Musings, blogging and keeping well

Since taking the LWW Community Reporter and blog training last year, I’ve enjoyed contributing not only personal reflective posts, but also those about activities and events that have helped me remain well. The act of writing the articles themselves has been therapeutic. Other commitments and the long winter have prevented me from using or developing some of the ‘field’ reporting skills we learned. My faithful Bloggie ‘snap’ (camcorder) however, remains my constant companion.

During the eight week course we learned to use, which is  a ‘hosting platform’, or blog template tool which offers people the opportunity to set up a free blog. Learning these techniques fired my imagination sufficiently to also attempt designing my own blog,  I’ve tried several themes for it’s appearance. I like the freedom that creating my own blog allows me; choosing the theme and colourways has been satisfying, but time to publicize or develop them further is restricted, they are a hobby. I’m not expecting their topics to have wide appeal.

On the training course we discussed the use of Twitter or Facebook for widening the LWW audience. In addition I was was surprised to see on a module I take, Current Issues, that we were encouraged to start a Twitter account and use it in class! So now I am a little addicted twit..ter!

Report writing because of its more clinical format I find easier than creative or analytic, academic pieces. In my forties I was assessed with a disparity between my intellect and academic ability, an SplD akin to Dyslexia but with an affect on my aural comprehension.  The residual affects of ECT and  age related memory changes may also have  impacted on my composition skills, they are not always consistent.  It makes me frustrated, but oh the sense of achievement when the piece is  near to what I want to express.

Most of us probably know that remaining well is cyclic, like the seasons, …not linear. I don’t think promoting well-being is simply about putting a positive spin on what we might do to keep well. Having lived experience of mental distress undoubtedly makes life hard, my resilience has been affected by it. I find getting a balance between ‘doing’ things, ‘being’ and reflecting on past and present experiences all help me. ‘Being’ for me involves wrestling with some of the often disquieting thoughts and feelings that occur, allowing the healing water of time to wash over them. A good night’s sleep helps me but it’s something I am often chasing.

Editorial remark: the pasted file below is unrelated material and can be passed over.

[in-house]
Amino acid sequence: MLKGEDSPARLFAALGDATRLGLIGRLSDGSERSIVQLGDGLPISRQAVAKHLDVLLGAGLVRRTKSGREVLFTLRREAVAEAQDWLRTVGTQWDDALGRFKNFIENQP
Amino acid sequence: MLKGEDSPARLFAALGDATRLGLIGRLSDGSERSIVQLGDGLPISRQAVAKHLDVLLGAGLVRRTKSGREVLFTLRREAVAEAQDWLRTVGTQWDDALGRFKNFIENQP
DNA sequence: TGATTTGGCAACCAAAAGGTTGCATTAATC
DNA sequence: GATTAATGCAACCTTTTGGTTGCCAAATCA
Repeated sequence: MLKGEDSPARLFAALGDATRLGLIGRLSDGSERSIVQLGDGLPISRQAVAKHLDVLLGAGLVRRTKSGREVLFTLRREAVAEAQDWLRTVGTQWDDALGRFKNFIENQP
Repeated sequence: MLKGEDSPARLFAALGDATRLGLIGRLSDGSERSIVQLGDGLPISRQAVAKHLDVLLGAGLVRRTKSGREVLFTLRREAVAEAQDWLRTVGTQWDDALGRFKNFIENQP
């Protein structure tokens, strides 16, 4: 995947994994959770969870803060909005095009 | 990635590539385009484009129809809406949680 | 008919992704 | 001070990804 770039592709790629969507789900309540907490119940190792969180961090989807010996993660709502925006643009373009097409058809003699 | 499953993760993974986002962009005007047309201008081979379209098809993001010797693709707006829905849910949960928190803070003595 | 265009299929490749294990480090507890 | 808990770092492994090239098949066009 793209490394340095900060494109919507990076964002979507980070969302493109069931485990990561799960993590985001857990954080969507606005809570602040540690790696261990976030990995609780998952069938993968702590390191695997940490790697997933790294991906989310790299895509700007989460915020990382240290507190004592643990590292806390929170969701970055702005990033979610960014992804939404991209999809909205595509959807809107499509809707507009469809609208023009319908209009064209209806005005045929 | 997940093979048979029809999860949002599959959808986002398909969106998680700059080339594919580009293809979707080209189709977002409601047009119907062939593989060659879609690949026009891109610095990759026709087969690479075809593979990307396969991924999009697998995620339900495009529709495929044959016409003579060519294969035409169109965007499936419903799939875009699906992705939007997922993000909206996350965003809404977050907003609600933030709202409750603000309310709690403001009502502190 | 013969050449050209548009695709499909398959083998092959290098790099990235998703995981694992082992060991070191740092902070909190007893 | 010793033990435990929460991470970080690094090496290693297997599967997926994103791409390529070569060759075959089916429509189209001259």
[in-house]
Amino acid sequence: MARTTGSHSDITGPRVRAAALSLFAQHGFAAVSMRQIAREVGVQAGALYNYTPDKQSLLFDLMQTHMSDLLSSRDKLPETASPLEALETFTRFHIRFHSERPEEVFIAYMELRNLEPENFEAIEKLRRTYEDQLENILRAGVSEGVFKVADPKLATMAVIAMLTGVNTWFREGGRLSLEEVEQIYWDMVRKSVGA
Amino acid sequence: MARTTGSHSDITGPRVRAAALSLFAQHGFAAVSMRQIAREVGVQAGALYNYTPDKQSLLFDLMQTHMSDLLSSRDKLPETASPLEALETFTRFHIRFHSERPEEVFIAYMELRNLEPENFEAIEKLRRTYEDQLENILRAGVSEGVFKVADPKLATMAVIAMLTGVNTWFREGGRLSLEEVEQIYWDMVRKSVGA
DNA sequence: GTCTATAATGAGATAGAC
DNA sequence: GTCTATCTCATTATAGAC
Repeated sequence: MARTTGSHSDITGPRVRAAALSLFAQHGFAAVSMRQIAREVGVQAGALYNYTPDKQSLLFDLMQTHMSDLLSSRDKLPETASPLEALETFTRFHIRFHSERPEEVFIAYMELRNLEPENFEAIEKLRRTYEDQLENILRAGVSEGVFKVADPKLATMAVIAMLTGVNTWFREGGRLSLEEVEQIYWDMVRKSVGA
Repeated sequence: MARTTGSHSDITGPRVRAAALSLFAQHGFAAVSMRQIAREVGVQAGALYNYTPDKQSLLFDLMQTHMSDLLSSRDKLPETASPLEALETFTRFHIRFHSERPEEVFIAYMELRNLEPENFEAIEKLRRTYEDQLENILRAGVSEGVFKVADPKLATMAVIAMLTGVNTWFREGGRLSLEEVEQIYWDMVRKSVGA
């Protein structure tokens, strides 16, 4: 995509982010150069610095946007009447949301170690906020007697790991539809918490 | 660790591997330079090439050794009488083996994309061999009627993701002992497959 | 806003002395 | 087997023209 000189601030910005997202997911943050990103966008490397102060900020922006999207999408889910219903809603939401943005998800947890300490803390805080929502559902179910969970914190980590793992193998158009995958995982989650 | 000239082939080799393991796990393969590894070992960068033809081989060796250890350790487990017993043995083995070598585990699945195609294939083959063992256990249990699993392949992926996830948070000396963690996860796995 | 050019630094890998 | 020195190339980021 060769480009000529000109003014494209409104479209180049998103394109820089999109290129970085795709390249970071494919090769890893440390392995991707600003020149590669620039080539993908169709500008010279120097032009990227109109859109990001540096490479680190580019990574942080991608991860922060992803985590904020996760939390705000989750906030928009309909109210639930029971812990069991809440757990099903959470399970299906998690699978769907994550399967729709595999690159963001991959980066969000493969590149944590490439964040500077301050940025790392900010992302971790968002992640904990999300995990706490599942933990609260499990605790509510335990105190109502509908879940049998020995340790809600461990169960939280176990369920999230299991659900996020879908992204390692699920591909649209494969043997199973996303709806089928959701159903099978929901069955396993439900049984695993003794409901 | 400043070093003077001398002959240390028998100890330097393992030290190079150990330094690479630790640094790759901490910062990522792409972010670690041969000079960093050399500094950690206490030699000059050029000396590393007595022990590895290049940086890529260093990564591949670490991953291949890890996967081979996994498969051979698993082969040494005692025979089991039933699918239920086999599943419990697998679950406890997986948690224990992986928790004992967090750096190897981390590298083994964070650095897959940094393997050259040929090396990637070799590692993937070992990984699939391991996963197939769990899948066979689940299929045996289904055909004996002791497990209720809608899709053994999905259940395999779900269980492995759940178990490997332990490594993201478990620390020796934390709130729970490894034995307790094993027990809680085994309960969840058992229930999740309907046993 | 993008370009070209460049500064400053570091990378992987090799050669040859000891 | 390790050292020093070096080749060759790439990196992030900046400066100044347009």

There were underlying causes which led up to my breakdowns and while diminishing, at times of stress they resurface. I try not to worry about any accumulative negative effect they, or their treatment may have caused me.

I believe one of the biggest factors in remaining reasonably well is, where possible, to have rejected the diagnosis I’ve been given and negotiate the treatment that remains. As much as I would like to be medication free, fear of another acute episode of being overwhelmed by thoughts of past events, prevent me from making a complete withdrawal, I have the freedom and professional support to do this at my own pace.

Being open, sharing experiences about mental health issues can be risky but I usually chance it even with strangers, doing so on a blog though is still an unknown. Feedback from friends, fellow contributors and comments from readers has proved a boost to my continued sharing. Sometimes my inspiration to write is low, I hope the summer months will improve my scope for community reporting. It was the spark of anger on this occasion, which intriguingly, roused my muse. Additionally my remembrance of the 18th century poet, John Clare’s commitment to share his truth despite his long struggle with mental distress, which spurred me on.

‘O Clare your poetry so translucent and clear, I salute you with tears’ Charles Causley.


6 thoughts on “Musings, blogging and keeping well

  1. I love that quote about John Clare, and I’m glad that so far blogging has been a good experience for you. There’s lots in your article I could relate to. I’m just realising how showing myself online – through blogging, facebook, twitter – really heightens things. I’ve been ridiculously chuffed when a facebook ‘friend’ I haven’t seen for years ‘likes’ a photo I’ve posted, and wounded to the core when no-one responded to one of my hilarious observations. I think it’s like learning the customs of a new country – you have to blunder about a bit and make a few mistakes before you get the feel of it!


    • John Clare’s story is moving, it’s of note without the support of the asylum steward where he was incarcerated, his later poems would not have been published, proof even then paid carers showed kindness.Its true that use of social media for communicating is possibly less predictable than phone or face to face attempts,.I prefer Twitter to FB for this and many reasons..I too can relate to the confusion when attempts to convey something meaningful or witty go ignored, no one ever comments on my pics, guess I look like a pile of old worn poetry books, with thick glasses these days!


  2. A great post Su, and I was interested in your thoughts on diagnosis. I sometimes wonder if it would be more helpful to work with people on the basis of their symptoms rather than a broad label. I really enjoyed this post, thank you. Vicky


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